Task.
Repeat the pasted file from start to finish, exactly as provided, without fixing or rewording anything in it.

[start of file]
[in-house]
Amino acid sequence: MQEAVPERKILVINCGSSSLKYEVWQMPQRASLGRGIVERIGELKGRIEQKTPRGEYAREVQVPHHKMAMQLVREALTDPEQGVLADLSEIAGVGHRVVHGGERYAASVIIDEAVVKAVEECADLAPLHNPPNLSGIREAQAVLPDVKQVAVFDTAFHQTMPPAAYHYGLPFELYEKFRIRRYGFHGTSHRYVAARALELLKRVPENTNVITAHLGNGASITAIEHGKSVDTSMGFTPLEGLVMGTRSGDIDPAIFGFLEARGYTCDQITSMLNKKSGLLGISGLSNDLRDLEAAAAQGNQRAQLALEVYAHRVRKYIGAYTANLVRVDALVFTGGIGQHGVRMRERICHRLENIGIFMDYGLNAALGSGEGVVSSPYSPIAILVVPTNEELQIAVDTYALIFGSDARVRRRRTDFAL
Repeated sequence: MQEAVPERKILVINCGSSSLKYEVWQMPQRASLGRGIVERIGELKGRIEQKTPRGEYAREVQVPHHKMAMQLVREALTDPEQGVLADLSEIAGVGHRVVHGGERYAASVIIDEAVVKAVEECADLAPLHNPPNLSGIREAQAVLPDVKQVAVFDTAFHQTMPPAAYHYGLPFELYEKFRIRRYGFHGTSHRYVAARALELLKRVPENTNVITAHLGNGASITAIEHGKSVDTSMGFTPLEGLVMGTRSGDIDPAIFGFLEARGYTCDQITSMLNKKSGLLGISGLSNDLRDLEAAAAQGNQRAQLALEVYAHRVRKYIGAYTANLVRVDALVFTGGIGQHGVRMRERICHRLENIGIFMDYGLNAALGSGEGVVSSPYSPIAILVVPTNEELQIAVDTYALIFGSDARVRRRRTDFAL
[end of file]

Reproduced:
[in-house]
Amino acid sequence: MQEAVPERKILVINCGSSSLKYEVWQMPQRASLGRGIVERIGELKGRIEQKTPRGEYAREVQVPHHKMAMQLVREALTDPEQGVLADLSEIAGVGHRVVHGGERYAASVIIDEAVVKAVEECADLAPLHNPPNLSGIREAQAVLPDVKQVAVFDTAFHQTMPPAAYHYGLPFELYEKFRIRRYGFHGTSHRYVAARALELLKRVPENTNVITAHLGNGASITAIEHGKSVDTSMGFTPLEGLVMGTRSGDIDPAIFGFLEARGYTCDQITSMLNKKSGLLGISGLSNDLRDLEAAAAQGNQRAQLALEVYAHRVRKYIGAYTANLVRVDALVFTGGIGQHGVRMRERICHRLENIGIFMDYGLNAALGSGEGVVSSPYSPIAILVVPTNEELQIAVDTYALIFGSDARVRRRRTDFAL
Repeated sequence: MQEAVPERKILVINCGSSSLKYEVWQMPQRASLGRGIVERIGELKGRIEQKTPRGEYAREVQVPHHKMAMQLVREALTDPEQGVLADLSEIAGVGHRVVHGGERYAASVIIDEAVVKAVEECADLAPLHNPPNLSGIREAQAVLPDVKQVAVFDTAFHQTMPPAAYHYGLPFELYEKFRIRRYGFHGTSHRYVAARALELLKRVPENTNVITAHLGNGASITAIEHGKSVDTSMGFTPLEGLVMGTRSGDIDPAIFGFLEARGYTCDQITSMLNKKSGLLGISGLSNDLRDLEAAAAQGNQRAQLALEVYAHRVRKYIGAYTANLVRVDALVFTGGIGQHGVRMRERICHRLENIGIFMDYGLNAALGSGEGVVSSPYSPIAILVVPTNEELQIAVDTYALIFGSDARVRRRRTDFAL